My children did not grow up the same way. Their parents worked and so had to fend for themselves more. Even when I worked from home when they were small, I advocated for their independence. As soon as they were old enough to complain about what was for dinner, I let them know they could make their own if they did not like what was on the menu and then showed them how to use the stove. 

I am not suggesting my kids are not over protected or spoiled in other ways, however. While my parents had no means to buy their children things we nevertheless asked for, my kids have had more money given to them than I had. Growing up in a one-wage factory laborer family, we became accustomed early on to the idea that any material items we wanted would have to be purchased by our own means. I worked mowing lawns, helping my brother deliver newspapers and babysitting from the time I was 8.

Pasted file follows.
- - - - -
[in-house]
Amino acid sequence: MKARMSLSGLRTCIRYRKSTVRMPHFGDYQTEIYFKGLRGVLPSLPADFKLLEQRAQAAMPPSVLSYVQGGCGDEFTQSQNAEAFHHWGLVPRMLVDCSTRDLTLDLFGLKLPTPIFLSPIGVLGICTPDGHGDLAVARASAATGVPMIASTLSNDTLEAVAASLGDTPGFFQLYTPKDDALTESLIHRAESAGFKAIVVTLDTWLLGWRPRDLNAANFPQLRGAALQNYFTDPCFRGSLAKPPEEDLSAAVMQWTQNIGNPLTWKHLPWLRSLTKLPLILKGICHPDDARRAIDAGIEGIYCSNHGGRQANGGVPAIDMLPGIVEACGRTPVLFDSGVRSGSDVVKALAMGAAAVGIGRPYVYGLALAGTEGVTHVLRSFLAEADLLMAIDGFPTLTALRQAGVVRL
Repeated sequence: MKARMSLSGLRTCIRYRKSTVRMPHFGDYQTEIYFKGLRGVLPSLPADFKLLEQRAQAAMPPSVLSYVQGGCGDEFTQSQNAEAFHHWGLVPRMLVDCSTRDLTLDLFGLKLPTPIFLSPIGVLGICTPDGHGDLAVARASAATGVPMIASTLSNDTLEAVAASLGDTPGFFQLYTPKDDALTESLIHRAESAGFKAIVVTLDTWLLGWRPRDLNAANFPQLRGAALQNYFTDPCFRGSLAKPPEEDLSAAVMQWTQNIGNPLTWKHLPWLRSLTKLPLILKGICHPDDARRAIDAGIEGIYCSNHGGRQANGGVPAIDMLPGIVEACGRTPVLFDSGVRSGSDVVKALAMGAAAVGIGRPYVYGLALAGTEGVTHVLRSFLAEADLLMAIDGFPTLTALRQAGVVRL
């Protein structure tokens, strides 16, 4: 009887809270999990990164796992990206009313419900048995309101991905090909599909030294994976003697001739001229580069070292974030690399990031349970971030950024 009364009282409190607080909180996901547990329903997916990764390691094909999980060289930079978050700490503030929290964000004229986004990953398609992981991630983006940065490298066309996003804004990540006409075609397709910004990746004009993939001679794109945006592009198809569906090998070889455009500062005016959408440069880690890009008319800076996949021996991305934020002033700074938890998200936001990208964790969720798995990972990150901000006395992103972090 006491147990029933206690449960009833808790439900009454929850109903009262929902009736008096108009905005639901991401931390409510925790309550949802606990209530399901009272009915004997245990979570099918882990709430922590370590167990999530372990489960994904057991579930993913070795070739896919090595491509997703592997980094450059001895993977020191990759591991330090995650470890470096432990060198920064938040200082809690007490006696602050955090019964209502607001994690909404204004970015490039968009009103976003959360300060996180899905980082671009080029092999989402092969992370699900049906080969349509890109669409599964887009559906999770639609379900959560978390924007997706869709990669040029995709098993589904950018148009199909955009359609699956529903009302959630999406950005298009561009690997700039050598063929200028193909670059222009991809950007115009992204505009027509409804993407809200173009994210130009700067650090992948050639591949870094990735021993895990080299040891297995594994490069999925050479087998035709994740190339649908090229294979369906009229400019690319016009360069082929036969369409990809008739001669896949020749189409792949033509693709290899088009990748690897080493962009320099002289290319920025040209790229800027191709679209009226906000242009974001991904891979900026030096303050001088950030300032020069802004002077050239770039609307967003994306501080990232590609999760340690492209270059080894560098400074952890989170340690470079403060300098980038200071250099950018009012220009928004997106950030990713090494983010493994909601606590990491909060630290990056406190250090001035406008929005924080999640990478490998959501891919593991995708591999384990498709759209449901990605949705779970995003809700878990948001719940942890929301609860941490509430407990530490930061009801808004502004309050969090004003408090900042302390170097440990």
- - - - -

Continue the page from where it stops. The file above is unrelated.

My daughters, on the other hand, were raised to believe their grades and sports were their jobs, that they had too many years ahead for the paying jobs that they would eventually have to report to daily. “Don’t rush into working,” I always said.  

So my 19 year old has had a job for a year now; she worked part time while attending the local community college to pay for her car, books, concerts and clothes. I know it has been a stretch, the responsibility, though I know it hasn’t been a shock. She is used to budgeting her time and her resources, having been over-scheduled since she was 6 with soccer practice, piano lessons, school, and whatever the day’s playdates or parties brought.